12 Songs, 24 Minutes

EDITORS’ NOTES

This Everly Brothers compilation came out in 1959 and covers the early hits they recorded for Cadence Records. Short in length (no tune plays over the 2:25 mark), The Everly Brothers’ Best makes for the ultimate introduction to the songs that made Don and Phil Everly legends in both the country and rock ‘n’ roll realms. It opens with 1957’s “Bye Bye Love” where you can immediately hear the magical close-harmonies that could only come from siblings. Audiophiles will dig that these recordings were revived from the original two-inch-wide studio tapes, and not the half-inch secondary masters — so songs like the intimate “I Wonder If I Care As Much” and the rockabilly tinged “Bird Dog” sound like they’re being performed right in front of you. And the production was engineered with attention paid to the advent of stereophonic sound (two-channel mixing surfaced in 1958), so if you’re listening to these songs through earbuds you can really hear the hard pans on each side. Along with the pristine recording quality you also get to hear what Nashville’s A-list session musicians sounded like in the ‘50s.

EDITORS’ NOTES

This Everly Brothers compilation came out in 1959 and covers the early hits they recorded for Cadence Records. Short in length (no tune plays over the 2:25 mark), The Everly Brothers’ Best makes for the ultimate introduction to the songs that made Don and Phil Everly legends in both the country and rock ‘n’ roll realms. It opens with 1957’s “Bye Bye Love” where you can immediately hear the magical close-harmonies that could only come from siblings. Audiophiles will dig that these recordings were revived from the original two-inch-wide studio tapes, and not the half-inch secondary masters — so songs like the intimate “I Wonder If I Care As Much” and the rockabilly tinged “Bird Dog” sound like they’re being performed right in front of you. And the production was engineered with attention paid to the advent of stereophonic sound (two-channel mixing surfaced in 1958), so if you’re listening to these songs through earbuds you can really hear the hard pans on each side. Along with the pristine recording quality you also get to hear what Nashville’s A-list session musicians sounded like in the ‘50s.

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Ratings and Reviews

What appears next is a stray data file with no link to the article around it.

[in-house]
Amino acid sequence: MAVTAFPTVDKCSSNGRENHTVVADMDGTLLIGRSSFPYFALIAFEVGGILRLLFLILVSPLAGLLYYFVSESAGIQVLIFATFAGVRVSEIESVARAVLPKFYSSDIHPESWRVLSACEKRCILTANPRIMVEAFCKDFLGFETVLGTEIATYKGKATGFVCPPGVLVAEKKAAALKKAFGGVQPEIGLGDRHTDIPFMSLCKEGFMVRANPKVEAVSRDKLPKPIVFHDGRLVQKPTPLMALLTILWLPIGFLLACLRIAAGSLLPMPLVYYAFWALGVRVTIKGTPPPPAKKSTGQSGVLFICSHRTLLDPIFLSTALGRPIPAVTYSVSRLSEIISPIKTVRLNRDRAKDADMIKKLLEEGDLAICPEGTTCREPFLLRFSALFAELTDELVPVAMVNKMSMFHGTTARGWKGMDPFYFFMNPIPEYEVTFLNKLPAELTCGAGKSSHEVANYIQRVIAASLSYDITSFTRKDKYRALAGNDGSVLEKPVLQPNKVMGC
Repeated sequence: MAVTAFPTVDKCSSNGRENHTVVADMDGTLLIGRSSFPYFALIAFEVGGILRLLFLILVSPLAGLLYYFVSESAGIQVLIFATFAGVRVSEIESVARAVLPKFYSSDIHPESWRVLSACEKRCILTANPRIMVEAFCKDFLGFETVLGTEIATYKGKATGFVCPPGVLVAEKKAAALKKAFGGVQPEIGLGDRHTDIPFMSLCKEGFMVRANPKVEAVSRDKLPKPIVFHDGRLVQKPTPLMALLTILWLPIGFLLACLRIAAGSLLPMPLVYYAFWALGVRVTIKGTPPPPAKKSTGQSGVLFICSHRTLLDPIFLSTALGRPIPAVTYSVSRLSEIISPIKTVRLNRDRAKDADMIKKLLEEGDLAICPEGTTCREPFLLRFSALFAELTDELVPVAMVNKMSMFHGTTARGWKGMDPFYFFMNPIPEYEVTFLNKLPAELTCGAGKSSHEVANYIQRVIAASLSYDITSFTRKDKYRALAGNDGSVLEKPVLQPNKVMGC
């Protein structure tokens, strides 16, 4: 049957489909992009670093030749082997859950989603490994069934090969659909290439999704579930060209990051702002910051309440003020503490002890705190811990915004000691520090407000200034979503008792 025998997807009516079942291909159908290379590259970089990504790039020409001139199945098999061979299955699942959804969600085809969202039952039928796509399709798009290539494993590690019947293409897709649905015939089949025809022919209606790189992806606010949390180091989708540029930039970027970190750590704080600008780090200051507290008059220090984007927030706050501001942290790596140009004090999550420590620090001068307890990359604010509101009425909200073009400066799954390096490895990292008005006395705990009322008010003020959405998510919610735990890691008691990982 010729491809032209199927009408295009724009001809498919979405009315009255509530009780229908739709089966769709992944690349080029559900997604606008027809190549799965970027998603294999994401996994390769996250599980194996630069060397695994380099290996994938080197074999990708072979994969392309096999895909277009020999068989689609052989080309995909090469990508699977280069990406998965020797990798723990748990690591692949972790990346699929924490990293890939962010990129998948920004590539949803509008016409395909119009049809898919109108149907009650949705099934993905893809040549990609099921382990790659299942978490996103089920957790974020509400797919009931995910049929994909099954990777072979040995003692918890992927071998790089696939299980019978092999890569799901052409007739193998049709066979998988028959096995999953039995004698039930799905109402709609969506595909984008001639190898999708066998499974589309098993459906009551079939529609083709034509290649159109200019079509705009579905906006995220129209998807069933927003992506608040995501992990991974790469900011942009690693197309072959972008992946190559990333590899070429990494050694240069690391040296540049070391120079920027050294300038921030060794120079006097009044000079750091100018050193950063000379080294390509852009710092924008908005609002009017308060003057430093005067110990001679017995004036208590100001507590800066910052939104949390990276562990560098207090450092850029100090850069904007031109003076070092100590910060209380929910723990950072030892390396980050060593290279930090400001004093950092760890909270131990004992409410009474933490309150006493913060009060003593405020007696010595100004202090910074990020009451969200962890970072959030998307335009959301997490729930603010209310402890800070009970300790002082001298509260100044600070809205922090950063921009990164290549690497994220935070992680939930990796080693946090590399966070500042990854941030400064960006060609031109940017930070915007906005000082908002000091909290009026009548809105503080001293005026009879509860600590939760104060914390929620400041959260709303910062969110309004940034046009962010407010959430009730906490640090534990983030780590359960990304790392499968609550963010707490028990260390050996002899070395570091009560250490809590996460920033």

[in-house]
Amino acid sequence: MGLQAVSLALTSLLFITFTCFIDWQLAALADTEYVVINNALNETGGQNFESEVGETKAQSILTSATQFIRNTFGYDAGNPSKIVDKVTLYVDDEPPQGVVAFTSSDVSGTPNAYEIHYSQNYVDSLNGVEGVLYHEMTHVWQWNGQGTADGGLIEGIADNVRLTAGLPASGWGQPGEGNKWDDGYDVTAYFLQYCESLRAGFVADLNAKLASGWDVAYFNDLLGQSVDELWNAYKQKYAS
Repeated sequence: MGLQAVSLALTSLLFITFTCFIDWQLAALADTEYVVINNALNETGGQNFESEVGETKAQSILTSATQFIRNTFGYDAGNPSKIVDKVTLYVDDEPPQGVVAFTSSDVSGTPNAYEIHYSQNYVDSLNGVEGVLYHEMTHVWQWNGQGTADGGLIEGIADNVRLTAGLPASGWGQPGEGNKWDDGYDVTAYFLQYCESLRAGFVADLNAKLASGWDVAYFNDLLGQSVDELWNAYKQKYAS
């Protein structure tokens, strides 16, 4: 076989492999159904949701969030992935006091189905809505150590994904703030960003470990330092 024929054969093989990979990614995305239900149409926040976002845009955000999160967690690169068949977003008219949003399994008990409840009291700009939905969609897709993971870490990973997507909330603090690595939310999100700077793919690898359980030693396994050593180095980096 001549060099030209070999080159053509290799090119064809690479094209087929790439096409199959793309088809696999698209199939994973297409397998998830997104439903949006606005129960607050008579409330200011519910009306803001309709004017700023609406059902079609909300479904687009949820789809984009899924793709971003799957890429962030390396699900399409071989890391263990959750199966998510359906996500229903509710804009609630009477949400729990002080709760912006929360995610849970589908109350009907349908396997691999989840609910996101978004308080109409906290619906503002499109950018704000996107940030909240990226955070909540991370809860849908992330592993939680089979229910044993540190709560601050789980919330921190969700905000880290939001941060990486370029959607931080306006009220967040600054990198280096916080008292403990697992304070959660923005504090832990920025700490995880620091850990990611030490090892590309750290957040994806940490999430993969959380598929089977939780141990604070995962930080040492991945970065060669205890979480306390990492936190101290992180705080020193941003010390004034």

4.2 out of 5
61 Ratings

61 Ratings

Grimmbo ,

"Well; Susie; Baby; Looks Like We Goofed Again!"

.."Hey; Bird Dog; Get Away From My Chick!"..Well; They don't write songs like that anymore! ("Wake Up; Little Susie" was "Banned In Boston!")-And no one wears their hair in a "Waterfall Pompador" anymore; Either!-Don & Phil Everly literally "Grew Up In The Business!"; So it was no surprise to their Daddy or "Uncle Chet" Atkins; When their first Singles & Albums took off and "Sold Like Hotcakes!"-Much Touring; Recording & Writing nearly did them in; But they "Soldiered On" and gained a whole new audience in the 70's with their underated Televsion Show!-Gorgeous Harmonies; Catchy Tunes; Stellar Session Players & Classic Good Looks all added up to The Everly Brothers "At Their Very Best!"-Bona Fide "Rock And Roll Originators"; The Everlys were a huge influence on so many Singer/Songwriter Teams: Lennon&McCartney; Simon&Garfunkel; Nick Lowe&Elvis Costello and The Judds!...by Grimmbo.

beatlebum13 ,

A Great Best Of...

Once again, further errors from iTunes. Only this time it's a rather small one. This is the original compilation from 1959, all you have to do is switch tracks 5 and 6 around to get the original playing order. Also, for those who have not seen lately, iTunes has finally taken off the clean rating that has plagued this album, their self titled, and The Fabulous Style Of. One can only wonder why the rating was there in the first place. Great comp of their early hits. Perhaps not a thorough outlook, but lovely none the less.

rbchdude ,

R.I.P. Phil Everly

It's another sad day in the history of rock and roll as Phill joins all those you left before him to join the greatest bandever in heaven. IMHO, The Everly Brothers and Rick Nelson are the most overlooked and forgotten hall of famers. Let's hope future music lovers don't make that same mistake. Their blend of country and folk into early rock and roll= rockabillyand it still influences real musicians today. RIP Phil.

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